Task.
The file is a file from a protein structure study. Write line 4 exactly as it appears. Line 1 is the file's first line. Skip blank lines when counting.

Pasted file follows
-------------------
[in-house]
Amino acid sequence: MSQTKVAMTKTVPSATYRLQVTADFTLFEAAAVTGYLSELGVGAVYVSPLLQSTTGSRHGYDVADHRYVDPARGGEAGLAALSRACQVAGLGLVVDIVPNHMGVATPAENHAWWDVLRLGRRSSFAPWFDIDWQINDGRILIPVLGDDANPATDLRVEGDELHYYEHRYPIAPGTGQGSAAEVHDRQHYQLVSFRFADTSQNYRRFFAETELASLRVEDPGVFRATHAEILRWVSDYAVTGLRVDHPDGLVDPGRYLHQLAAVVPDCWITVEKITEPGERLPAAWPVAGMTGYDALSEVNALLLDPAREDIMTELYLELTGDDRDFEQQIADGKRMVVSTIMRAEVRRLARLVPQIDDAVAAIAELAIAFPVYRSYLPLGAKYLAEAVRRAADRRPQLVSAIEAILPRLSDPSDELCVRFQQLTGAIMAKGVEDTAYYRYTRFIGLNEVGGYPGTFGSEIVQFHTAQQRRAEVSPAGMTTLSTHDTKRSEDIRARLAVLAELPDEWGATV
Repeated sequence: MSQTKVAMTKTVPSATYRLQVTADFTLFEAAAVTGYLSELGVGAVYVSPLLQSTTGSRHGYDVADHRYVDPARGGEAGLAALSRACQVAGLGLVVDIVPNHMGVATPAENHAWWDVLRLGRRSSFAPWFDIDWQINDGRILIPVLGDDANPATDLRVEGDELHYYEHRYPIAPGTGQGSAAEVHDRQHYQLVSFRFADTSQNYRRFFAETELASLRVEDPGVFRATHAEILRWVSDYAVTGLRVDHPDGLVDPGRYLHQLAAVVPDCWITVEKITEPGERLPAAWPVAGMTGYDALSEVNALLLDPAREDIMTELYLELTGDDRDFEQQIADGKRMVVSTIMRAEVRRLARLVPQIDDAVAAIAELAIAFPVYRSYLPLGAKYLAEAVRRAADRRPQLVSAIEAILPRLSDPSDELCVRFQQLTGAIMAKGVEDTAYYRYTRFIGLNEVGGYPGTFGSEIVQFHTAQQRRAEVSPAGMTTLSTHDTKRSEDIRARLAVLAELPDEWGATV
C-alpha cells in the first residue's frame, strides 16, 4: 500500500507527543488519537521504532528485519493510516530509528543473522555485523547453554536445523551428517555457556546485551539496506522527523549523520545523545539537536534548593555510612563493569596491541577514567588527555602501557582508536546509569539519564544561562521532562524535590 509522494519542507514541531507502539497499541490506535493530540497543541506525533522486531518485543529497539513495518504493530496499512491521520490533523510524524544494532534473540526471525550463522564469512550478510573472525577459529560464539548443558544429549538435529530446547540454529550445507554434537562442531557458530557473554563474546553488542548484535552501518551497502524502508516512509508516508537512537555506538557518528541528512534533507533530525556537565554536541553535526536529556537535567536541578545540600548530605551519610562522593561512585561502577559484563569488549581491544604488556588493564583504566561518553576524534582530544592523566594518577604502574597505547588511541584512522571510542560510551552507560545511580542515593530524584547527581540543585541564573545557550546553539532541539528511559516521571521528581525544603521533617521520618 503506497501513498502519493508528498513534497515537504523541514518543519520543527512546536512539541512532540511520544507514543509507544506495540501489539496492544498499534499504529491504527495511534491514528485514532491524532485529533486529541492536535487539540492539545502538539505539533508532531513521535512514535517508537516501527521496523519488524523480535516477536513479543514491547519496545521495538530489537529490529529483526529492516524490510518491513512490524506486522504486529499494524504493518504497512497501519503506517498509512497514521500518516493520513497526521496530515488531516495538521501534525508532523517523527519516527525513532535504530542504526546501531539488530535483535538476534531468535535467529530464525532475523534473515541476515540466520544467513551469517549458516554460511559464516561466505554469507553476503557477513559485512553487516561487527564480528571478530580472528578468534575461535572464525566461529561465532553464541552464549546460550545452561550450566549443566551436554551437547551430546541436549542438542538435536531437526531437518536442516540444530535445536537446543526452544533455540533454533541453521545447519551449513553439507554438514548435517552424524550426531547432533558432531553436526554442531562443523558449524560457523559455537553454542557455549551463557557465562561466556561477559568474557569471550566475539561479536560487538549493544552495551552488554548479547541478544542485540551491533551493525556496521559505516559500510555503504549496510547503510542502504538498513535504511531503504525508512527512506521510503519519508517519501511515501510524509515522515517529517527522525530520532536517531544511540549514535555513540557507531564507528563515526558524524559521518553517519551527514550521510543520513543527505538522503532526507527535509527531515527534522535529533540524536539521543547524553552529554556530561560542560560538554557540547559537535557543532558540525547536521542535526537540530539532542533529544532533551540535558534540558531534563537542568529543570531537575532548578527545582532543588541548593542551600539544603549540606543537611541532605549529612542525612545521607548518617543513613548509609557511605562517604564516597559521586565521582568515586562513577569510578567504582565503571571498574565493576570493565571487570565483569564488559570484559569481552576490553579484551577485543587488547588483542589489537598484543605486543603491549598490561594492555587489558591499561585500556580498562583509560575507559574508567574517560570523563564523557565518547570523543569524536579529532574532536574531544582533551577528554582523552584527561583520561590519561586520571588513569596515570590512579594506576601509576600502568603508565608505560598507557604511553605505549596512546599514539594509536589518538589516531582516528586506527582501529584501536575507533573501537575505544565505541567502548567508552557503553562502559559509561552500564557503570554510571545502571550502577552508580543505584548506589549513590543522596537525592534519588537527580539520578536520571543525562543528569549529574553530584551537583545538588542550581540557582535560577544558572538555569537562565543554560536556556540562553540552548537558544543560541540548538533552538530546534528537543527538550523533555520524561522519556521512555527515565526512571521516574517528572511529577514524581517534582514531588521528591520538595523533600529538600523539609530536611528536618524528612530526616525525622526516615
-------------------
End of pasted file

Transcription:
C-alpha cells in the first residue's frame, strides 16, 4: 500500500507527543488519537521504532528485519493510516530509528543473522555485523547453554536445523551428517555457556546485551539496506522527523549523520545523545539537536534548593555510612563493569596491541577514567588527555602501557582508536546509569539519564544561562521532562524535590 509522494519542507514541531507502539497499541490506535493530540497543541506525533522486531518485543529497539513495518504493530496499512491521520490533523510524524544494532534473540526471525550463522564469512550478510573472525577459529560464539548443558544429549538435529530446547540454529550445507554434537562442531557458530557473554563474546553488542548484535552501518551497502524502508516512509508516508537512537555506538557518528541528512534533507533530525556537565554536541553535526536529556537535567536541578545540600548530605551519610562522593561512585561502577559484563569488549581491544604488556588493564583504566561518553576524534582530544592523566594518577604502574597505547588511541584512522571510542560510551552507560545511580542515593530524584547527581540543585541564573545557550546553539532541539528511559516521571521528581525544603521533617521520618 503506497501513498502519493508528498513534497515537504523541514518543519520543527512546536512539541512532540511520544507514543509507544506495540501489539496492544498499534499504529491504527495511534491514528485514532491524532485529533486529541492536535487539540492539545502538539505539533508532531513521535512514535517508537516501527521496523519488524523480535516477536513479543514491547519496545521495538530489537529490529529483526529492516524490510518491513512490524506486522504486529499494524504493518504497512497501519503506517498509512497514521500518516493520513497526521496530515488531516495538521501534525508532523517523527519516527525513532535504530542504526546501531539488530535483535538476534531468535535467529530464525532475523534473515541476515540466520544467513551469517549458516554460511559464516561466505554469507553476503557477513559485512553487516561487527564480528571478530580472528578468534575461535572464525566461529561465532553464541552464549546460550545452561550450566549443566551436554551437547551430546541436549542438542538435536531437526531437518536442516540444530535445536537446543526452544533455540533454533541453521545447519551449513553439507554438514548435517552424524550426531547432533558432531553436526554442531562443523558449524560457523559455537553454542557455549551463557557465562561466556561477559568474557569471550566475539561479536560487538549493544552495551552488554548479547541478544542485540551491533551493525556496521559505516559500510555503504549496510547503510542502504538498513535504511531503504525508512527512506521510503519519508517519501511515501510524509515522515517529517527522525530520532536517531544511540549514535555513540557507531564507528563515526558524524559521518553517519551527514550521510543520513543527505538522503532526507527535509527531515527534522535529533540524536539521543547524553552529554556530561560542560560538554557540547559537535557543532558540525547536521542535526537540530539532542533529544532533551540535558534540558531534563537542568529543570531537575532548578527545582532543588541548593542551600539544603549540606543537611541532605549529612542525612545521607548518617543513613548509609557511605562517604564516597559521586565521582568515586562513577569510578567504582565503571571498574565493576570493565571487570565483569564488559570484559569481552576490553579484551577485543587488547588483542589489537598484543605486543603491549598490561594492555587489558591499561585500556580498562583509560575507559574508567574517560570523563564523557565518547570523543569524536579529532574532536574531544582533551577528554582523552584527561583520561590519561586520571588513569596515570590512579594506576601509576600502568603508565608505560598507557604511553605505549596512546599514539594509536589518538589516531582516528586506527582501529584501536575507533573501537575505544565505541567502548567508552557503553562502559559509561552500564557503570554510571545502571550502577552508580543505584548506589549513590543522596537525592534519588537527580539520578536520571543525562543528569549529574553530584551537583545538588542550581540557582535560577544558572538555569537562565543554560536556556540562553540552548537558544543560541540548538533552538530546534528537543527538550523533555520524561522519556521512555527515565526512571521516574517528572511529577514524581517534582514531588521528591520538595523533600529538600523539609530536611528536618524528612530526616525525622526516615